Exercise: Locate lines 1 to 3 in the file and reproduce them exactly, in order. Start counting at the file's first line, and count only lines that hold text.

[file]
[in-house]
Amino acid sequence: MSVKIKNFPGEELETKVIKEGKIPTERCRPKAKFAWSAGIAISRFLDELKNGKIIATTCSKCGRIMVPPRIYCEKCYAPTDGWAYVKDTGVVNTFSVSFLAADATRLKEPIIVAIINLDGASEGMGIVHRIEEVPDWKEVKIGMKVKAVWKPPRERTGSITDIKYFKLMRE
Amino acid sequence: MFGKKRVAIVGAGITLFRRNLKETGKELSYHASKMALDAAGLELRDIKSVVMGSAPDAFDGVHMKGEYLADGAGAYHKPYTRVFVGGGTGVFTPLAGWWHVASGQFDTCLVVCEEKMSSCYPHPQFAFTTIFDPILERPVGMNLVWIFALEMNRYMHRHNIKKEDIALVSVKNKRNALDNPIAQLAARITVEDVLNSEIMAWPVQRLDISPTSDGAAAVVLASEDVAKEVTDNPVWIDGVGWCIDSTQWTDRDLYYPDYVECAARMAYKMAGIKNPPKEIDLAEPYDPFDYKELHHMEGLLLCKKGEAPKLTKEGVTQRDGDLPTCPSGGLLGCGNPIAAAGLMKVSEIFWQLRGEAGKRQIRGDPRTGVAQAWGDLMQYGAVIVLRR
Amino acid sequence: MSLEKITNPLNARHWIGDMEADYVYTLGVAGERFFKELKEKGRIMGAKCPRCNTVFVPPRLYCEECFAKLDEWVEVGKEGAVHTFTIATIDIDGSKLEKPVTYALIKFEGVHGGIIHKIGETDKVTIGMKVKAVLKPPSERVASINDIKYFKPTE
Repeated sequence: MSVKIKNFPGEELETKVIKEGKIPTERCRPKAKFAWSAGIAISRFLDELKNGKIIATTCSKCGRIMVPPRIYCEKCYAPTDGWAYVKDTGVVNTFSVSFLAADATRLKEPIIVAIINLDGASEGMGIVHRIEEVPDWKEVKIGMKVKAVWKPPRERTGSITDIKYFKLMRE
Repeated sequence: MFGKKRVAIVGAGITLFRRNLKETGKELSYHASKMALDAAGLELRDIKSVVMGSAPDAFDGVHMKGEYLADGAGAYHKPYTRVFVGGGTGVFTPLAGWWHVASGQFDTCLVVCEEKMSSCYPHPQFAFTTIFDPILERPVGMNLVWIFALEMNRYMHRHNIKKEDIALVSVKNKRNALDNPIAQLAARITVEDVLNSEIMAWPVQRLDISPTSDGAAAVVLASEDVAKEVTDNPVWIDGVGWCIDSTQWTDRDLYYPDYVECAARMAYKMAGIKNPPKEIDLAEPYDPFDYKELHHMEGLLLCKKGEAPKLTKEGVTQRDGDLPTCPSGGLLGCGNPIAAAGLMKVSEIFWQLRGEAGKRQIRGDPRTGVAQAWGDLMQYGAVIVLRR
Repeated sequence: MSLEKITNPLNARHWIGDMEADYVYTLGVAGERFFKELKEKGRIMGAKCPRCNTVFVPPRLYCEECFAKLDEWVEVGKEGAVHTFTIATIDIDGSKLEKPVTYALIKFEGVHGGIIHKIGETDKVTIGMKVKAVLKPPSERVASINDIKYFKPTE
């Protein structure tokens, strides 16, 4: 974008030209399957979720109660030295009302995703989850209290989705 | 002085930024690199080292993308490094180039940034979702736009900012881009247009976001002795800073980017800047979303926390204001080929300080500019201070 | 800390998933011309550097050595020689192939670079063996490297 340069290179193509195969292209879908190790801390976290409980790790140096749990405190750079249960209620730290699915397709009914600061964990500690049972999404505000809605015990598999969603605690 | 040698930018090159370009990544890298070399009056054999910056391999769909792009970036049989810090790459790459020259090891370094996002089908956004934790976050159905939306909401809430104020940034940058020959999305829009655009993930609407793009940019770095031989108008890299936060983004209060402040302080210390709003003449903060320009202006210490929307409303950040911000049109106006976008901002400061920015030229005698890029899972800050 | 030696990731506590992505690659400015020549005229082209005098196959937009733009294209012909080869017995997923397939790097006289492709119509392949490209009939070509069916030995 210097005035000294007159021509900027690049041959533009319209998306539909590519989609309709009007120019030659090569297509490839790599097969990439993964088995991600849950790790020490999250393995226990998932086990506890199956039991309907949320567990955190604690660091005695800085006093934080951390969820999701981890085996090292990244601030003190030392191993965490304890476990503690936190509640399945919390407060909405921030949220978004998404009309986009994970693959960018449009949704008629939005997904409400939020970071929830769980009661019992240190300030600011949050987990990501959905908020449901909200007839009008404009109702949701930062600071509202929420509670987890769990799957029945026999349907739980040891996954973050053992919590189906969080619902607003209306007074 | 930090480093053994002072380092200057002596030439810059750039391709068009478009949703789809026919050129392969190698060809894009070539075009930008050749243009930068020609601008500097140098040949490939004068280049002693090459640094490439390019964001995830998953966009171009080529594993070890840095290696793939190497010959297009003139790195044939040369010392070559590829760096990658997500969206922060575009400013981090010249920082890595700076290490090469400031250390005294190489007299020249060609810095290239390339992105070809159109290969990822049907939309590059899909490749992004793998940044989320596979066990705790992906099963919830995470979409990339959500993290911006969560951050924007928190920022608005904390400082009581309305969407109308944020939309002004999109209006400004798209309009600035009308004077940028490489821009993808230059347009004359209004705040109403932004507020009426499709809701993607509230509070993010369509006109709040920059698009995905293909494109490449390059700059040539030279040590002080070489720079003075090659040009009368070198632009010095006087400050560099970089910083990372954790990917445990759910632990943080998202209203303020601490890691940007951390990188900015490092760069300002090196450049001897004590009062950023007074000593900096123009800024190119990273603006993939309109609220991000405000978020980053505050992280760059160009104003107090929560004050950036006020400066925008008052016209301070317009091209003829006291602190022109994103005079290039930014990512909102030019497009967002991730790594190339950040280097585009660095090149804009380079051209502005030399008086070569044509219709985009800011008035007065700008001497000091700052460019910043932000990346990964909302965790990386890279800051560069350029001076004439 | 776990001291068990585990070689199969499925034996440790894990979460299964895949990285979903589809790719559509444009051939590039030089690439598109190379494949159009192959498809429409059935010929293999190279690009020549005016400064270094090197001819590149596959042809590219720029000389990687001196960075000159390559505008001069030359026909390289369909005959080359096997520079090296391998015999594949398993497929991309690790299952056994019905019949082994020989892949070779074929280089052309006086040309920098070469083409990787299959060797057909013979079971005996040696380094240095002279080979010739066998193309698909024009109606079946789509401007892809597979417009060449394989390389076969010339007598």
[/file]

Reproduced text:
[in-house]
Amino acid sequence: MSVKIKNFPGEELETKVIKEGKIPTERCRPKAKFAWSAGIAISRFLDELKNGKIIATTCSKCGRIMVPPRIYCEKCYAPTDGWAYVKDTGVVNTFSVSFLAADATRLKEPIIVAIINLDGASEGMGIVHRIEEVPDWKEVKIGMKVKAVWKPPRERTGSITDIKYFKLMRE
Amino acid sequence: MFGKKRVAIVGAGITLFRRNLKETGKELSYHASKMALDAAGLELRDIKSVVMGSAPDAFDGVHMKGEYLADGAGAYHKPYTRVFVGGGTGVFTPLAGWWHVASGQFDTCLVVCEEKMSSCYPHPQFAFTTIFDPILERPVGMNLVWIFALEMNRYMHRHNIKKEDIALVSVKNKRNALDNPIAQLAARITVEDVLNSEIMAWPVQRLDISPTSDGAAAVVLASEDVAKEVTDNPVWIDGVGWCIDSTQWTDRDLYYPDYVECAARMAYKMAGIKNPPKEIDLAEPYDPFDYKELHHMEGLLLCKKGEAPKLTKEGVTQRDGDLPTCPSGGLLGCGNPIAAAGLMKVSEIFWQLRGEAGKRQIRGDPRTGVAQAWGDLMQYGAVIVLRR